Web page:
meor-news-patriarch-1019I haven't really been to that many pop concerts. Those I did attend involved squeezing into the back of a packed auditorium - stretching my neck to get a glimpse of the musicians. I recently had a different but similar experience. In September the Ecumenical Patriarch of Constantinople, Bartholomew I, visited Rome. While the Orthodox tradition has no central doctrinal or governmental authority analogous to the Western Papacy the Patriarch is regarded as the spiritual father of 300 million Eastern Orthodox Christians. It felt like all of them had turned up to the Greek Orthodox Church in Rome, the volume of people crammed into the cathedral was remarkable.

The service was held in Saint Theodore's, a church gifted to the Orthodox by Pope John Paul II in 2004.Invited to represent the Methodist Church in Italy, and the Methodist Ecumenical Office in Rome, I arrived in very good time. Sadly, I couldn't for the life of me get into the building. It seemed as though the whole city had turned out for the occasion. Fortunately, a priest noticed me and, after wading through the crowds, we got relatively near the iconostasis – the wall of icons separating the nave from the sanctuary with icons.

The service was enchanting, the singing heavenly. Although I couldn't see into the heart of the sanctuary, I could feel it. Like the petals of a rose, the images enveloping this sacred space communicated with my heart. The vespers, sung in a language I didn't understand, liberated my mind, enabling a sense of the majesty of God.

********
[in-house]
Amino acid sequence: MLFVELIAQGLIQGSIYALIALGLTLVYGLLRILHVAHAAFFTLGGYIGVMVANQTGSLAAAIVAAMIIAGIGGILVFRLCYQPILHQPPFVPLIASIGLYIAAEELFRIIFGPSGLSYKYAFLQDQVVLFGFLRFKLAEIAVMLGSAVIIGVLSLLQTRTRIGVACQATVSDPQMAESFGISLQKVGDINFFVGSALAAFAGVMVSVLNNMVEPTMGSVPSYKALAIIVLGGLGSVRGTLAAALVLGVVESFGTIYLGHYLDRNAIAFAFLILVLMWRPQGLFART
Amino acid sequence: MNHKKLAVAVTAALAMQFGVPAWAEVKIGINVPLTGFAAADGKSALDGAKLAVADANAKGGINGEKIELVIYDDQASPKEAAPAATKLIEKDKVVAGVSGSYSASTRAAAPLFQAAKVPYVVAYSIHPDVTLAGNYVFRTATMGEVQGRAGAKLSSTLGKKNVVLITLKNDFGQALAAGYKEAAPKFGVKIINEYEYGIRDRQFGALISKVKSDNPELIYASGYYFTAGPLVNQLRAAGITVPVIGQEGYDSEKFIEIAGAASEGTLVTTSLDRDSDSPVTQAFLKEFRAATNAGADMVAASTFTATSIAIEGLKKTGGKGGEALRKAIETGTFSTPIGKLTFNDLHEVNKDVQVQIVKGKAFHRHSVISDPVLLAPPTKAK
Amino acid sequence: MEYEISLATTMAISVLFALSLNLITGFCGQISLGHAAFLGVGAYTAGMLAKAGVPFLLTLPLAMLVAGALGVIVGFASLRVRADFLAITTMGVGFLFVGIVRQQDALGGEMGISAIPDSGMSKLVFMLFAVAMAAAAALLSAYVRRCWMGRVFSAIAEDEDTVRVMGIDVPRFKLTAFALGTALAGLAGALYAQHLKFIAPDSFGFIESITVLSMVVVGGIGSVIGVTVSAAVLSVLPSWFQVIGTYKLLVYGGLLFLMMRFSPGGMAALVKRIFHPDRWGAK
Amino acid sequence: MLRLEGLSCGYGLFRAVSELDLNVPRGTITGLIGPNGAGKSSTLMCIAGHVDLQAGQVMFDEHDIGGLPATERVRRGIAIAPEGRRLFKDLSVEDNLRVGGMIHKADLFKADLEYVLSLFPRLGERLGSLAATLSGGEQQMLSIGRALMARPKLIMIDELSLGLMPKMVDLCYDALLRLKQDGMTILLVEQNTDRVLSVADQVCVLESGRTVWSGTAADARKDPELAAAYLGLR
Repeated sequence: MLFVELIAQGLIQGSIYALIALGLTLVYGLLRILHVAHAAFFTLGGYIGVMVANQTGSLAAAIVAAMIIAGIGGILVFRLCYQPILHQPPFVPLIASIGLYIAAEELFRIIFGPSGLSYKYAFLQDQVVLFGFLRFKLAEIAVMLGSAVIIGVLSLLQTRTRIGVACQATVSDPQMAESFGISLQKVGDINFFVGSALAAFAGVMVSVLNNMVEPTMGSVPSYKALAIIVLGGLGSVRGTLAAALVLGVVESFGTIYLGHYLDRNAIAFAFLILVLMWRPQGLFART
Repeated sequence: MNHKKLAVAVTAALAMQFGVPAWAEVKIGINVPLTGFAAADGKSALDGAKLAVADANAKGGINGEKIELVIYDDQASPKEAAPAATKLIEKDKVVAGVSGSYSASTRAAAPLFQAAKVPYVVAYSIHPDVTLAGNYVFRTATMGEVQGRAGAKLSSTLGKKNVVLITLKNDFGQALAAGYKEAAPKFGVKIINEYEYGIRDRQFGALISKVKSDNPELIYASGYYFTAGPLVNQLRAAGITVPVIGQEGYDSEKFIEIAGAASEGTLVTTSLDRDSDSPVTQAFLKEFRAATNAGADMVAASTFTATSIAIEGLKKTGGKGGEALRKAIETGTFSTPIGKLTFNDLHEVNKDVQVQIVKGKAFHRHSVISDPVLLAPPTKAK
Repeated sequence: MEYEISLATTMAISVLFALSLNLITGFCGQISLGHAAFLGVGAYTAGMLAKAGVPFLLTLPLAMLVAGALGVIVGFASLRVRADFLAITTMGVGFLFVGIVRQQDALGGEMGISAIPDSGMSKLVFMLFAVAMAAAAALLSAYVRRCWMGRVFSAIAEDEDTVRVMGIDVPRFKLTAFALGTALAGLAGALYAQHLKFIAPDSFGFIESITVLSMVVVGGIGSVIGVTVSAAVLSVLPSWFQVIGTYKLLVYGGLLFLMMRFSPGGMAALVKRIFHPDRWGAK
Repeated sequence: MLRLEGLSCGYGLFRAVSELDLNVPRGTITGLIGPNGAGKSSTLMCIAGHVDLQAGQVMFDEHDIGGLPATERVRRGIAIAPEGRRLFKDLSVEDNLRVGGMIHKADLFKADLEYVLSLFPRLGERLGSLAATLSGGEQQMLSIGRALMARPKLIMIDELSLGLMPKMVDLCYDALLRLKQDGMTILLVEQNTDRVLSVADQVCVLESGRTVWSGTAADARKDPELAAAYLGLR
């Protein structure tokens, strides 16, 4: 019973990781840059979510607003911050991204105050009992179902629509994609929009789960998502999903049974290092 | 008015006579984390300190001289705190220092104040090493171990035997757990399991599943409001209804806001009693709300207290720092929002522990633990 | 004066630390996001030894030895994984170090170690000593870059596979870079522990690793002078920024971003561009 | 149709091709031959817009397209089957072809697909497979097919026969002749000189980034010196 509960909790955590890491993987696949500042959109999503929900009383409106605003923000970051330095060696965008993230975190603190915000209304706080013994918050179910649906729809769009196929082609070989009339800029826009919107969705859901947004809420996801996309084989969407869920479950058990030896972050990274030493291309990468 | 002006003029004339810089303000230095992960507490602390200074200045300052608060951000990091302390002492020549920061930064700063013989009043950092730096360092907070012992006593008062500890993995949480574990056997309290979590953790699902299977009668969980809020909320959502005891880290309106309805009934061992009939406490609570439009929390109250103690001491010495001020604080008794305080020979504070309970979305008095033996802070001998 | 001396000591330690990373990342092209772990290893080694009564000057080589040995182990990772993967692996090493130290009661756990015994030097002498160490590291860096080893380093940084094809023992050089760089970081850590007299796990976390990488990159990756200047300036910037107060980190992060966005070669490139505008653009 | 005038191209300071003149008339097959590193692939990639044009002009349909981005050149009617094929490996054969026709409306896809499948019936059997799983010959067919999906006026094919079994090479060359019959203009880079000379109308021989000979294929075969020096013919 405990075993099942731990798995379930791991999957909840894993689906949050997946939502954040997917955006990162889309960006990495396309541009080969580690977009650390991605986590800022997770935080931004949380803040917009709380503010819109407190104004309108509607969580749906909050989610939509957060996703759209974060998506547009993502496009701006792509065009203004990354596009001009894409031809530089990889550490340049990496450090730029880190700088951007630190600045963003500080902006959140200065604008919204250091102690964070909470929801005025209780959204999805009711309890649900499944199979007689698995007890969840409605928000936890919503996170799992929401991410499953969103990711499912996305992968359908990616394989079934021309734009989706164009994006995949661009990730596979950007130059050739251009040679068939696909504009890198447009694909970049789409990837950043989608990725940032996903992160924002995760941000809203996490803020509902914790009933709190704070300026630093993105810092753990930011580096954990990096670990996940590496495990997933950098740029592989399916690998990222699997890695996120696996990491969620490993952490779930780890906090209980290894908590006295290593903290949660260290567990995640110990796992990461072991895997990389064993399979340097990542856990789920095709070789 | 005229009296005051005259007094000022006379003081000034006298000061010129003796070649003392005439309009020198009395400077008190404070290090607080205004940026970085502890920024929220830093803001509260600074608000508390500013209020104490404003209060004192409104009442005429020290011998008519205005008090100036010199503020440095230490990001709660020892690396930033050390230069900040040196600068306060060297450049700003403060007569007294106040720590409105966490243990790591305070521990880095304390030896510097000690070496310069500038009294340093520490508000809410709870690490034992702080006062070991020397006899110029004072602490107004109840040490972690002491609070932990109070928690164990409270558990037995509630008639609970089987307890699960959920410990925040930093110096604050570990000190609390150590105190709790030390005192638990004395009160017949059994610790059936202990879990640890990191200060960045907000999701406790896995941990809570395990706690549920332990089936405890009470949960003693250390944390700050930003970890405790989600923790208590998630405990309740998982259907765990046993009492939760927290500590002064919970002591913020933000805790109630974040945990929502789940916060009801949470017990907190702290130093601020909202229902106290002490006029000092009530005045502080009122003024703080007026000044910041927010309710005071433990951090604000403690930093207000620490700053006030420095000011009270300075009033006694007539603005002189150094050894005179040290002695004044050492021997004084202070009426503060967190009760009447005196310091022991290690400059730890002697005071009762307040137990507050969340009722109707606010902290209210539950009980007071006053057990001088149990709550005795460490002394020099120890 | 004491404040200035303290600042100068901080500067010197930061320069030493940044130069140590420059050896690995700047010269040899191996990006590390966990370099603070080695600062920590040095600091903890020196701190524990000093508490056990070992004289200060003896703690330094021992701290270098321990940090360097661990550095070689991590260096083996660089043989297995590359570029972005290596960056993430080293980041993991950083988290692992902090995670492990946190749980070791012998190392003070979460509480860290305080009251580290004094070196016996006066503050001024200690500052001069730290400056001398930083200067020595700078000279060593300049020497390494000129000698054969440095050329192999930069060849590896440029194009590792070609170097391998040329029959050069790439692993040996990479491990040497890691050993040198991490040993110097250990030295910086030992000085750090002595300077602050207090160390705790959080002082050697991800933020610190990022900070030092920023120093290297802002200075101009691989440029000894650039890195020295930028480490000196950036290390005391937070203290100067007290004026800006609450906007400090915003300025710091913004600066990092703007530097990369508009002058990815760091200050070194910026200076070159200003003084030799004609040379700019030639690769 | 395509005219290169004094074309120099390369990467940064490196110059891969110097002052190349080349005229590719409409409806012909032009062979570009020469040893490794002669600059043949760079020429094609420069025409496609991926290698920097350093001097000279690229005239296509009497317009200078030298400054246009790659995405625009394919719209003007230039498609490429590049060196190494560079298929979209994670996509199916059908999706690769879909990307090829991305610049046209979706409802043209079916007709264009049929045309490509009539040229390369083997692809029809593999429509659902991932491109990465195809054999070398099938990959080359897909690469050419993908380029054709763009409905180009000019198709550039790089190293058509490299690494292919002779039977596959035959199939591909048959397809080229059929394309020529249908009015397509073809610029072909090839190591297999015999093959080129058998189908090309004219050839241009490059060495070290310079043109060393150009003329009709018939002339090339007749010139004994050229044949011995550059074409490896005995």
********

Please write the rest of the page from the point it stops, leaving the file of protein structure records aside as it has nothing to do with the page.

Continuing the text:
As I stood, enraptured by the scene before me, I couldn’t help noticing how different it all was from Christianity in the West (where everything must be clarified, defined and expounded). In the midst of all this beauty I sensed that if full organic unity between the churches is to be realised, the place of mystery in theology may need greater emphasis. Unity was an important theme for the Patriarch throughout his visit to Rome [my translation of his italian address below].

“We must respect and recognize each other [for this] is the fundamental obligation of every Church, be it Orthodox, Roman Catholic or any other Protestant denomination. [However] the goal of ecumenical dialogue, cannot be reduced to the prospect of a union of the Christian Churches alone. The purpose is to facilitate the salvation of the world in Jesus Christ. The search for Christian unity is actually the search for the unity of humankind...In a cultural context, marked by multiple forms of racism , every initiative aimed at uniting the peoples of the earth in the Spirit of sincere reconciliation [is] a contribution to a better future for humanity.”

The whole experience was deeply moving and at the end people flocked towards the Patriarch. I willingly immersed myself in this tide of Orthodoxy and had brief opportunity to greet His Holiness. All those who did (and they were many) were given an icon of Saint Theodore (pictured below), a saint in both the Catholic and Orthodox traditions. I will treasure it, and hope that it will ever remind me to embrace the role of mystery in faith.

Daniel Pratt Morris-Chapman
Interim Director, MEOR